The immunohistological localization of γA, secretory "piece" (SP), and lactoferrin (LF) in the mucosae of a variety of normal human tissues was investigated using specific fluoresceinated antisera. γA staining was localized in the apical portion of the mucosal epithelium, intercellular spaces, basement membrane area, and plasma cells of the interstitium or lamina propria of a number of normal human tissues.
SP was ubiquitous in the mucosal epithelium of all tissues studied which included parotid and submaxillary glands, bronchi, pancreas, GI tract, sweat glands, kidney, and gall bladder. In addition, SP staining was localized in the intercellular spaces and on the surface of the epithelial cells lining the lumen of the secretory glands. No SP staining was observed in the plasma cells of the interstitium or lamina propria surrounding the secretory glands in these tissues, and no SP staining was observed in sections of normal spleen or lymph node tissue. SP staining was observed in the sweat glands, pancreas, and kidney in the absence of γA staining.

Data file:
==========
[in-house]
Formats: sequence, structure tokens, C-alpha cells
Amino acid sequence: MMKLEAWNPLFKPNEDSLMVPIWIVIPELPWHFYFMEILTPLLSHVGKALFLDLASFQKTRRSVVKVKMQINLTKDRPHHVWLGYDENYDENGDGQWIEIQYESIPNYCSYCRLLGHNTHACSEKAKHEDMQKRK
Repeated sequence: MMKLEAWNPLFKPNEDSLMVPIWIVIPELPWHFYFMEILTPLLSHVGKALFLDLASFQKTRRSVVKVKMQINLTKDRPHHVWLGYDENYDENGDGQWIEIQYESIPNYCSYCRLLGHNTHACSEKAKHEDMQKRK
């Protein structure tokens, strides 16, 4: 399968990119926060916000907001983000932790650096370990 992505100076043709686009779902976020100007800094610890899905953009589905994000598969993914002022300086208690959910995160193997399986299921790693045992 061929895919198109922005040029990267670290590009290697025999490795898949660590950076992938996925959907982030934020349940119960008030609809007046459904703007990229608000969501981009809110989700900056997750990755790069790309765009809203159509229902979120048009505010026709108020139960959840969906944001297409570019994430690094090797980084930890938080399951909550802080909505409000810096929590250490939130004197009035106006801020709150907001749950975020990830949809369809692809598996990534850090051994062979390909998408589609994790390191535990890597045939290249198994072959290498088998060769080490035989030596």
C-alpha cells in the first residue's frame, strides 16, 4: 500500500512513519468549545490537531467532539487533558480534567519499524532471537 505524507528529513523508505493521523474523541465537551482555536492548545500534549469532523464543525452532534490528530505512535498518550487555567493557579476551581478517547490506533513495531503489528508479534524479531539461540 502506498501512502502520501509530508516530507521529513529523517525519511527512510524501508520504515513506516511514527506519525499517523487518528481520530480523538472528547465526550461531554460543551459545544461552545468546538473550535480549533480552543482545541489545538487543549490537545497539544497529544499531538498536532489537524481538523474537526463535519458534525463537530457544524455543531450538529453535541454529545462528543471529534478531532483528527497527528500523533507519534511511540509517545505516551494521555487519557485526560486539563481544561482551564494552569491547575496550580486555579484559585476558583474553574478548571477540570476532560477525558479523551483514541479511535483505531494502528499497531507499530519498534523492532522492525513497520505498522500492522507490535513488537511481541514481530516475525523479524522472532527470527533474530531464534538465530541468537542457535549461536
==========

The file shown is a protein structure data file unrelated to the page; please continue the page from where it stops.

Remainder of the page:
LF was much less ubiquitous in the epithelial cells of the various tissues studied and appeared to be restricted primarily to the acinar epithelium of the bronchial mucosae, parotid, and submaxillary salivary glands, and was also found in renal tubular cells.
A hypothetical model for the transport of γA and SP across mucosal membrane epithelium is presented.